I worked with patients in the Emerging Consciousness Program as well. I would work with patients who were in a coma along with PT and OT to help them emerge from the coma over a 3 month trial period. We utilized the JFK Coma Recovery Scale to address auditory, visual, motor, oromotor, communication and arousal functions with these patients. Patients would come to us in a coma/vegetative state progress to “minimally conscious” then to “emerging conscious” based on the JFK Scale. Eventually they would progress to a level of consciousness that was the same as other rehab patients. Of the patients that I got to work with through the ECP, all of them were able to regain consciousness. 

I took on the acute setting when I moved back to Tulsa to be closer to family. I worked primarily in the Neuro Trauma ICU. I also helped in the stepdown ICU. I would follow trauma patients from admit to ICU to stepdown ICU to the main floor throughout the duration of their time in the hospital. I addressed dysphagia, cognition, language, speech, etc. with these patients.

I now work in inpatient rehab, which I’ll tell you a little more about below. 

I had initially started college as pre-med and even tried to be a business major but found out VERY quickly, that was not for me! A good family friend was an SLP so I had some idea of what the field entailed. I knew it was specific niche, so I was hesitant at first. I loved the idea of being a pediatric SLP utilizing the combination of language and science. I observed an SLP and that really helped me to try it on for size. Going to my early/intro classes solidified the decision for me to pursue a career as an SLP because I really loved everything I was learning. I genuinely enjoyed those classes. With an interest in pre-med, the combination of science and medicine with reading and language was the perfect mix for me. Knowing it’s a career that would allow you to have a family was another attractive feature for me. Grad school showed me incredible adult patients in clinic and I had incredible classes that showed me my love for adults that I didn’t know was there for me.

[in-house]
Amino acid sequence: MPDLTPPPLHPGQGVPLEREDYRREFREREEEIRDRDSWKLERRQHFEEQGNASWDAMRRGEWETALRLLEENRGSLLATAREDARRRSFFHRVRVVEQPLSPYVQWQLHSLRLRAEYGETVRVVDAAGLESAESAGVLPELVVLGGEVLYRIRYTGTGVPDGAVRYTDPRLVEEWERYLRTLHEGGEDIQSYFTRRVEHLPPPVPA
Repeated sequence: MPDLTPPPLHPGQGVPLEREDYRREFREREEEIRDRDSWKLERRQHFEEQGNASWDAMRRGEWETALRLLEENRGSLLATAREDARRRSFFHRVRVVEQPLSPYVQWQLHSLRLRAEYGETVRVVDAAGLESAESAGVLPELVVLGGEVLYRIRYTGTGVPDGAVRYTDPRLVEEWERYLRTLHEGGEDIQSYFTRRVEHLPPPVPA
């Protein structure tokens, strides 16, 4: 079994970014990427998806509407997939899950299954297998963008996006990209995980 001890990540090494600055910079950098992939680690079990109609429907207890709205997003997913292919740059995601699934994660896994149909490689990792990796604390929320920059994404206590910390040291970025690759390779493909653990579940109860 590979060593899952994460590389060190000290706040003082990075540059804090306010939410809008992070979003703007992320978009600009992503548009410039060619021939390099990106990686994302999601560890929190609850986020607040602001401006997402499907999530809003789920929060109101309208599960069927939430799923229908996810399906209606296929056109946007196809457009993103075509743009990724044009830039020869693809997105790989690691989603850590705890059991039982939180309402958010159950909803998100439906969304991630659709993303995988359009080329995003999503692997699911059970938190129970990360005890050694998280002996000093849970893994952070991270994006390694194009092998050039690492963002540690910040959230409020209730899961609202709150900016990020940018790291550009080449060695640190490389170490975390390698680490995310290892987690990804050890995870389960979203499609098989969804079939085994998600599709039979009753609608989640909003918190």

I currently work in a 32-bed inpatient rehab center that is part of a multidisciplinary Comprehensive Stroke Center. I love my current setting because I’m around very motivated, supportive, therapists who are motivated to provide the best evidence-based care. This setting combines acute skills and outpatient skills as it serves as a bridge between being stable enough to discharge from acute and being able to be fully functional at home. I primarily work with neurological conditions, stroke, and TBI. Our patients receive a minimum of 3 hours of treatment a day between PT/OT/SLP. Our team is constantly communicating and helping each other to make the most of the rehab experience for our patients. Whether it’s PT helping me walk a patient to therapy or me giving an OT the best communication strategy for a patient, we work really well together and have an incredible team. My favorite part about my job is the amount of time that I get to spend with my patients. I love getting to form those relationships with my patients and getting to see a patient go back to work, go back to their life. I typically see patients for an hour each day for 10-14 days of what is likely one of the toughest and most trying times in their lives. When you spend that much time with someone and help them to fight to get their life back, there’s an inevitable and undeniable bond between you.